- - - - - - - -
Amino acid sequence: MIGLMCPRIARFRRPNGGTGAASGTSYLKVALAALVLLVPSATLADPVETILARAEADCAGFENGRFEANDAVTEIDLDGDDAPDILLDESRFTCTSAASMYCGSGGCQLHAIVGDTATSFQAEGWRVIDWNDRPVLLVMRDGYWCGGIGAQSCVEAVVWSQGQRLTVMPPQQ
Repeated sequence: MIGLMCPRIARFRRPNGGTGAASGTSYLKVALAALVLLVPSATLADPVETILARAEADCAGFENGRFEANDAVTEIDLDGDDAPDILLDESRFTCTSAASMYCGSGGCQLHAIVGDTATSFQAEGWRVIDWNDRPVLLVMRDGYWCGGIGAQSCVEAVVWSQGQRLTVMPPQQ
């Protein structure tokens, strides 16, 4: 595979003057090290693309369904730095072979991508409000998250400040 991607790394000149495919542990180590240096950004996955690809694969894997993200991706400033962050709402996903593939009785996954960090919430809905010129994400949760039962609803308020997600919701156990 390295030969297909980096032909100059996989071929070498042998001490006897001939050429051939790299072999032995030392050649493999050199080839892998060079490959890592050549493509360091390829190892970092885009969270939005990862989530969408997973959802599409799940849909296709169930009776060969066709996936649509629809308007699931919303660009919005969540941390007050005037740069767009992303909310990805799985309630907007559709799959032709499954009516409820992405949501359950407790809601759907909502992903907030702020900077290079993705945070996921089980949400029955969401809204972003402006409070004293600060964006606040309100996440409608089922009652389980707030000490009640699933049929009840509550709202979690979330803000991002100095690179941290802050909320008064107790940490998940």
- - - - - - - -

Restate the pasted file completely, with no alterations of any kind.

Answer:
Amino acid sequence: MIGLMCPRIARFRRPNGGTGAASGTSYLKVALAALVLLVPSATLADPVETILARAEADCAGFENGRFEANDAVTEIDLDGDDAPDILLDESRFTCTSAASMYCGSGGCQLHAIVGDTATSFQAEGWRVIDWNDRPVLLVMRDGYWCGGIGAQSCVEAVVWSQGQRLTVMPPQQ
Repeated sequence: MIGLMCPRIARFRRPNGGTGAASGTSYLKVALAALVLLVPSATLADPVETILARAEADCAGFENGRFEANDAVTEIDLDGDDAPDILLDESRFTCTSAASMYCGSGGCQLHAIVGDTATSFQAEGWRVIDWNDRPVLLVMRDGYWCGGIGAQSCVEAVVWSQGQRLTVMPPQQ
């Protein structure tokens, strides 16, 4: 595979003057090290693309369904730095072979991508409000998250400040 991607790394000149495919542990180590240096950004996955690809694969894997993200991706400033962050709402996903593939009785996954960090919430809905010129994400949760039962609803308020997600919701156990 390295030969297909980096032909100059996989071929070498042998001490006897001939050429051939790299072999032995030392050649493999050199080839892998060079490959890592050549493509360091390829190892970092885009969270939005990862989530969408997973959802599409799940849909296709169930009776060969066709996936649509629809308007699931919303660009919005969540941390007050005037740069767009992303909310990805799985309630907007559709799959032709499954009516409820992405949501359950407790809601759907909502992903907030702020900077290079993705945070996921089980949400029955969401809204972003402006409070004293600060964006606040309100996440409608089922009652389980707030000490009640699933049929009840509550709202979690979330803000991002100095690179941290802050909320008064107790940490998940």